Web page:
Casual readers of this blog may reach the mistaken conclusion that I dislike Issues Etc. I’m not. I’m grateful for Issues Etc. and wish there were more programs like it.
That being said, I am sometimes given to wonder if it is meant to inform “the thinking Christian” or whether it is meant to reinforce Lutheran prejudices and keep Lutherans from engaging with different points of view.
I would take as a case in point a recent appearance by Craig Parton, a lawyer from California, who visited to discuss a recently-released report on international religious freedom [link]. Parton’s visit is mostly uneventful, but with about six minutes to go he starts to talk about religious freedom in Israel. That’s the modern nation-state of Israel, of course, the one founded in 1948; not the ancient people group descended from the biblical character Abraham via his grandson Jacob.
Parton is right to point out that Israel has a poor record on religious freedom; but then for some reason he takes what is apparently a compulsory swipe at Evangelicals when he says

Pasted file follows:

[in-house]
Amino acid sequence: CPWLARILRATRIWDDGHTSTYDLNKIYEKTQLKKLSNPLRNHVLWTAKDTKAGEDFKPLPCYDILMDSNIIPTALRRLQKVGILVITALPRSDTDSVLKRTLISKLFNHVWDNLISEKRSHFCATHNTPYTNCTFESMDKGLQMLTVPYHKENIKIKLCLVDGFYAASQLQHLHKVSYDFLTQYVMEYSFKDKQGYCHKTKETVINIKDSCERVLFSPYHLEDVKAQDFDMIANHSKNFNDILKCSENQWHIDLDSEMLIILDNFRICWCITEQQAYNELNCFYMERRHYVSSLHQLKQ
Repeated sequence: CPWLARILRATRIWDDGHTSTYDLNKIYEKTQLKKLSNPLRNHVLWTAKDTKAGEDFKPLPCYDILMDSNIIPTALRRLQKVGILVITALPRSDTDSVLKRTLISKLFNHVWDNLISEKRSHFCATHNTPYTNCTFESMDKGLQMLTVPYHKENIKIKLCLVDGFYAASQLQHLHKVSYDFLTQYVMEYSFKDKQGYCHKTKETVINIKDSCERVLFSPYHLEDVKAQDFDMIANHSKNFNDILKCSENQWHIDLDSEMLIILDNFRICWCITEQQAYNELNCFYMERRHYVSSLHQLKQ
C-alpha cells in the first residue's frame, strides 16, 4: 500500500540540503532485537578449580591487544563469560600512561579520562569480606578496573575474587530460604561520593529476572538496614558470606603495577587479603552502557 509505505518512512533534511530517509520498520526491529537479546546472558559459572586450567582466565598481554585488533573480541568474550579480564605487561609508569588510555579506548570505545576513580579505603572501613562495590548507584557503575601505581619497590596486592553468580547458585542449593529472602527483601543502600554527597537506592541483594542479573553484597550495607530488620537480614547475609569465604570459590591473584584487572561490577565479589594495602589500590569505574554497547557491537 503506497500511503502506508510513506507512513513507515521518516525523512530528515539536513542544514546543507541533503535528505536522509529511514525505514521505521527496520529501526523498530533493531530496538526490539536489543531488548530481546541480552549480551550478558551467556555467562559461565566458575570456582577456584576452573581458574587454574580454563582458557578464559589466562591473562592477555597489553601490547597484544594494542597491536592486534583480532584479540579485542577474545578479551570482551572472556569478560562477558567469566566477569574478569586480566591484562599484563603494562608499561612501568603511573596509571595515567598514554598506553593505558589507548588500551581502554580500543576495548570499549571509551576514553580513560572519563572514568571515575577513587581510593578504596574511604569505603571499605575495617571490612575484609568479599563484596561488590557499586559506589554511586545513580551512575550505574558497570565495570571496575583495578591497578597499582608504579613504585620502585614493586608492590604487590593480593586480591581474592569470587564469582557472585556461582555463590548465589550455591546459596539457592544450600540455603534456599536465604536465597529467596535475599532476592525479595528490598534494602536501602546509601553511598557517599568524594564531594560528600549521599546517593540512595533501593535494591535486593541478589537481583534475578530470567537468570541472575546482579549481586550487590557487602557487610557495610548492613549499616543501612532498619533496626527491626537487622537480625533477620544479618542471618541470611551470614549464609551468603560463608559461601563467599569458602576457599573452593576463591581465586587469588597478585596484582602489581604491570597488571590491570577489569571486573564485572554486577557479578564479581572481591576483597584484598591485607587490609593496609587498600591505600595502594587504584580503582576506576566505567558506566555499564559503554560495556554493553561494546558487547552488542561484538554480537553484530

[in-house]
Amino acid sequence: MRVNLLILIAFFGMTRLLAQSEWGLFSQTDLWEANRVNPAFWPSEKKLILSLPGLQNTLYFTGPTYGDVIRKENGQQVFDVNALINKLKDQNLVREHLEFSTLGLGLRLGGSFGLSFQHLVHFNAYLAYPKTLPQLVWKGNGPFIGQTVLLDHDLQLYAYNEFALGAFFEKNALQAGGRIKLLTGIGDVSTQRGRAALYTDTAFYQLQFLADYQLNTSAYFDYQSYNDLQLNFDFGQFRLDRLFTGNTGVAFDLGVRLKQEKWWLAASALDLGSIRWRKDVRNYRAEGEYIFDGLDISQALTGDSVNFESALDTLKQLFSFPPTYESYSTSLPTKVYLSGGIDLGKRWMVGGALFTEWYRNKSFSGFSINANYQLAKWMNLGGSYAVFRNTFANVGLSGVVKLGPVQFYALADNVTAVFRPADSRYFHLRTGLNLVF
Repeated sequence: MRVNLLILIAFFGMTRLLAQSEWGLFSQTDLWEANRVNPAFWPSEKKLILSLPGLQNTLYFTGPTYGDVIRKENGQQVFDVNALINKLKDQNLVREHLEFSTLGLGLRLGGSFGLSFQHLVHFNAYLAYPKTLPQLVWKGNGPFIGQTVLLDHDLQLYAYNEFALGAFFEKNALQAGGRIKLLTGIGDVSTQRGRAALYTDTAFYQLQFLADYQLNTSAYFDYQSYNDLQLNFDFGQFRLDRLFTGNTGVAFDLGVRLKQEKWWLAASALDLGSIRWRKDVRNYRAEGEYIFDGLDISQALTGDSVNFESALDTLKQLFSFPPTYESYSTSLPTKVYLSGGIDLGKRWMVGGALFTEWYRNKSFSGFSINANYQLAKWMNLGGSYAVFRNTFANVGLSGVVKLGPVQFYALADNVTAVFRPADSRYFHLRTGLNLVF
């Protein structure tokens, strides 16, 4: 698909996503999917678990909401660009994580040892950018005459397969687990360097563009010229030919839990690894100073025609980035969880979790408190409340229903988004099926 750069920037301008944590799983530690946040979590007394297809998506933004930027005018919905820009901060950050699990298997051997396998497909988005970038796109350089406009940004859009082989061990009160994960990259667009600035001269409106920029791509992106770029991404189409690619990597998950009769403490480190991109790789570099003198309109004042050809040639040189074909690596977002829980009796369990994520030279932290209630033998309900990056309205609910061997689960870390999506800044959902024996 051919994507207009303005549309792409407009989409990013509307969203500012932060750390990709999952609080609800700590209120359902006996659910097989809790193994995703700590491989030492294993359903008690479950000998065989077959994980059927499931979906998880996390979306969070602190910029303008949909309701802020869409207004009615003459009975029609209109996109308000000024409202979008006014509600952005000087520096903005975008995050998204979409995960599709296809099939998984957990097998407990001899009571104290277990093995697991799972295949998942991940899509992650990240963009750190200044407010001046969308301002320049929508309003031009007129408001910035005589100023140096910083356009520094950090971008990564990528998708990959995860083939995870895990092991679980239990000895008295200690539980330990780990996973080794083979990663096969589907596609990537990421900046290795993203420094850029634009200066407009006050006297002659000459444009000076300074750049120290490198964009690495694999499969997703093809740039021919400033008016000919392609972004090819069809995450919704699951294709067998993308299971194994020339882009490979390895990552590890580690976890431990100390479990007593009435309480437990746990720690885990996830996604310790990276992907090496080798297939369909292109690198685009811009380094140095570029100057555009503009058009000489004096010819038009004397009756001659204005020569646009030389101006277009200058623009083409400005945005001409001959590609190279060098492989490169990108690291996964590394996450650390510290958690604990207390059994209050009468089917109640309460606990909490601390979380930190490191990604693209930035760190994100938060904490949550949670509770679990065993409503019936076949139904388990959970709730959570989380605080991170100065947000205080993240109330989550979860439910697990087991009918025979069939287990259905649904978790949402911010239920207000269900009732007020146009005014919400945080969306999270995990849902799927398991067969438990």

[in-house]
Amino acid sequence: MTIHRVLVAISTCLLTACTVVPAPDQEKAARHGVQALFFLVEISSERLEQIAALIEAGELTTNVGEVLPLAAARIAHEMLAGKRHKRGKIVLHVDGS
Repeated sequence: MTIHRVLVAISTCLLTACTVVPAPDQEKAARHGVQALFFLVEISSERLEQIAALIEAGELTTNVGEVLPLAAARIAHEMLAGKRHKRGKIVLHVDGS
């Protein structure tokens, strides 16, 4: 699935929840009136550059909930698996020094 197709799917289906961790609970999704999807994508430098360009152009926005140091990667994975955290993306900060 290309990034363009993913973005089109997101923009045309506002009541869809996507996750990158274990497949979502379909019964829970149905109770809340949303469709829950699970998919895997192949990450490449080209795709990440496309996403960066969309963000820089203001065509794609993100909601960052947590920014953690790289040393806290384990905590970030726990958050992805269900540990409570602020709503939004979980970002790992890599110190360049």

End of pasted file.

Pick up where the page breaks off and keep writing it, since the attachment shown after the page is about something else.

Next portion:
Some Evangelicals give the impression that salvation has already obtained by the Jews.
Parton, as a lawyer, should know better than to make a statement like this: first because he doesn’t go on to name any names, and second because he’s using what are sometimes called weasel words [link] by placing the emphasis on a received impression (by whom?) instead of on an action actually done by his anonymous Evangelicals.
Let me be clear about this: I don’t know any Evangelicals who say salvation has already been obtained by “the Jews.” I will offer the usual reward (my undying gratitude) to anyone who can find me a YouTube video of any Evangelical leader saying anything of the kind.
In the interest of fairness I occasionally hear the same sort of anonymous aspersions cast by fundamentalists and Evangelicals when they speaking vaguely but knowingly of “replacement theology.” This is usually followed closely by a reference to Hitler, or the Nazis generally, and is similarly unhelpful. But that’s another post for another day, when I’ve got an archival example to refer to.